Home > Uncategorized > Investigating the Samsung Galaxy Tab

Investigating the Samsung Galaxy Tab

– Introduction

I now have a new addition to my Android family of devices namely the Galaxy Tab. I had a play around with the device to see if there were any differences between it and the Galaxy phone from a forensics analyst point of view. I didn’t expect to find many. The Tab ships by default with Android 2.2 Froyo. My Galaxy phone came with Android 2.1 and the responsiveness of 2.2 is immediately obvious. None of the infamous 2.1 lag.

Unlike the Samsung Galaxy phone the back of the Tab is sealed. The SIM and SD Card slots are situated along the right edge together with the power/screen lock and volume rocker. It’s not immediately obvious how to orient the SIM card when you slot it in for the first time. I had to find an online diagram to assist me. The SIM card itself (as with the Galaxy phone) is the traditional SIM size and not the micro SIM that the iPad uses.

The device doesn’t have the standard micro USB connector that the Galaxy phone sports. On its underside it does however have a proprietary Samsung 30-pin connector which allows you (along with the shipped USB cable) to connect a Galaxy tab to a PC or Mac. The connector looks similar to the Apple iPad / iPhone connector but it is in actual fact different.

Apparently Samsung did consider using a standard microUSB port instead, but that would’ve ruled out accessories such as HDMI cables, so they went for the proprietary connector. Once connected via USB to my Mac I was able to connect to the device via ./adb and the Android SDK as I did previously with the Galaxy phone.

One item of note with the Galaxy Tab (maybe it’s an Android 2.2 thing, not sure) but on the Tab if you connect the device to your workstation via USB first and then try to enabled USB Debugging you’ll find the option dimmed. The solution is to remove the USB cable between the Tab and your workstation then go into Settings/Applications first, enable USB Debugging then reconnect the Tab. Once you do this you can run ./adb devices and you’ll see the Tab show up in the list of attached devices.

$ ./adb devices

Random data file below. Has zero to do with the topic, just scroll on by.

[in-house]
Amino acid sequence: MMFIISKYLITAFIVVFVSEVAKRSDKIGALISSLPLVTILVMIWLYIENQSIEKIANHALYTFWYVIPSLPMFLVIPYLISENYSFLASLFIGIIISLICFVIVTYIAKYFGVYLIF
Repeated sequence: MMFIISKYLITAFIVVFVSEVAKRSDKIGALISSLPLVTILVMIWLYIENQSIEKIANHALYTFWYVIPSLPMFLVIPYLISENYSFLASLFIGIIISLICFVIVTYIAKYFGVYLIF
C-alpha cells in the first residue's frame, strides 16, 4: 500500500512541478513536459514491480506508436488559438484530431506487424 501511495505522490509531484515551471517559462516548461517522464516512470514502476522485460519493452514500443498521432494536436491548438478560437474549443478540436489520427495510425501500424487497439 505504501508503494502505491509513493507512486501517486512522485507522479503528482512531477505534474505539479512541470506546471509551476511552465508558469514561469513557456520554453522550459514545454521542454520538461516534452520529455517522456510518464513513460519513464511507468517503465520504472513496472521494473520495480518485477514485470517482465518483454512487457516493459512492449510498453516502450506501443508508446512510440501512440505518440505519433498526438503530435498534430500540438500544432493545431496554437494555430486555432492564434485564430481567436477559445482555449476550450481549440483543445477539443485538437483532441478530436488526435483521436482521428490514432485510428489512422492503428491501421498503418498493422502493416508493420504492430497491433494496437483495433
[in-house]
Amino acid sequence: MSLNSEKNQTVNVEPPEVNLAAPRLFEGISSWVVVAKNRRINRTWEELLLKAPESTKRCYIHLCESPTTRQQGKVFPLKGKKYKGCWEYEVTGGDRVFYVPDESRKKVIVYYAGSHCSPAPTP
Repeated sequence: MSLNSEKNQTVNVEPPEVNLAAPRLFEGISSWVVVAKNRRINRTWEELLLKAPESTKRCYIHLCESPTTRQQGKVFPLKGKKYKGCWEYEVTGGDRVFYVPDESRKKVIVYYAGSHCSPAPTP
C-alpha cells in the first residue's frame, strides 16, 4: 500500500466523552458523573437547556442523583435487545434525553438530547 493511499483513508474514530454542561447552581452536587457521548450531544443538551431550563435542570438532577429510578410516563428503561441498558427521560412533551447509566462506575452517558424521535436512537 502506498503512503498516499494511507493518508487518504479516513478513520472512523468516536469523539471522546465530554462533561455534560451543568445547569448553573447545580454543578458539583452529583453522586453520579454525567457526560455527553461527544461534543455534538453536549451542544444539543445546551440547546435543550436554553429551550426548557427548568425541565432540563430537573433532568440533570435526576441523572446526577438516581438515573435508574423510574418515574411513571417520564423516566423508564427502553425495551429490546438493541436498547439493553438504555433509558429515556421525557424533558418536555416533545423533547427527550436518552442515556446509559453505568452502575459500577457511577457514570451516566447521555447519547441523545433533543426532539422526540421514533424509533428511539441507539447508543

List of devices attached
10000c22c5e5 device

$

– Turning off radio devices

Use ‘Flight Mode’ to turn off wireless and data network access on a seized Galaxy Tab. This prevents any data being received by the phone externally. This means an examiner can avoid turning off a phone which when turned on again may present a PIN password prompt. Turning off and on a phone may also interfere with date and time stamps of files on the phone. The ‘Flight Mode’ menu can be accessed on the Galaxy Tab by pressing and holding the power button for 2 seconds.

Remember that you should only submit as evidence data recovered from the phone before it was seized so it’s important to drop the phone in a Faraday bag or turn off radio devices as soon as possible after the phone is seized.

– Rooting the Tab

Pulling data off the Tab requires admin access so although it’s not ideal as a forensically sound approach we do need to ‘root’ the Tab to gain superuser privileges. I used the Z4Root one click root from ZDA to root the phone. It’s decidedly easier than the 2.1 root process of rebooting into recovery mode and downloading and applying the required update.zip. With Z4Root you have the option of a temporary root until the next reboot or a permanent root. You also have the option of unrooting the phone. Z4Root used to be available on the Marketplace but it was pulled. You can still find it online through Google. The .apk file installs an app in the Applications folder which you then tap on to root the phone. Following is a screenshot of Z4Root after rooting my Tab. The install screen looks similar.

When an application requests superuser privileges z4root pops up the following request dialog:

– Forensic Analysis

Circling back to my earlier Android forensics blog posts here and here I first wanted to see if the ViaForensics and MobilEdit applications installed and ran without issue on the Galaxy tab. They both did and I won’t recycle the earlier work for this blog post.